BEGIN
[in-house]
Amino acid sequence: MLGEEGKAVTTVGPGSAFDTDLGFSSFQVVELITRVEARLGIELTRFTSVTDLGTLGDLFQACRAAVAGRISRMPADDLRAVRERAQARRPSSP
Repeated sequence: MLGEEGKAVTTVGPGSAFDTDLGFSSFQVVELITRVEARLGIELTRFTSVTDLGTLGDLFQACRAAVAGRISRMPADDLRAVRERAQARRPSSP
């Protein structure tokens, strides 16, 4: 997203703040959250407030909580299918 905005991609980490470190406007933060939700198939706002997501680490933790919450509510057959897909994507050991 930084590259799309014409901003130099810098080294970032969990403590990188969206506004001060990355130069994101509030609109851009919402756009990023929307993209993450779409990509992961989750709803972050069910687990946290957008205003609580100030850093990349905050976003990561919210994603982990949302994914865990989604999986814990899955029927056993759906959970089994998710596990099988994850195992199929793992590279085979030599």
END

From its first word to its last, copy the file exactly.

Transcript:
[in-house]
Amino acid sequence: MLGEEGKAVTTVGPGSAFDTDLGFSSFQVVELITRVEARLGIELTRFTSVTDLGTLGDLFQACRAAVAGRISRMPADDLRAVRERAQARRPSSP
Repeated sequence: MLGEEGKAVTTVGPGSAFDTDLGFSSFQVVELITRVEARLGIELTRFTSVTDLGTLGDLFQACRAAVAGRISRMPADDLRAVRERAQARRPSSP
């Protein structure tokens, strides 16, 4: 997203703040959250407030909580299918 905005991609980490470190406007933060939700198939706002997501680490933790919450509510057959897909994507050991 930084590259799309014409901003130099810098080294970032969990403590990188969206506004001060990355130069994101509030609109851009919402756009990023929307993209993450779409990509992961989750709803972050069910687990946290957008205003609580100030850093990349905050976003990561919210994603982990949302994914865990989604999986814990899955029927056993759906959970089994998710596990099988994850195992199929793992590279085979030599």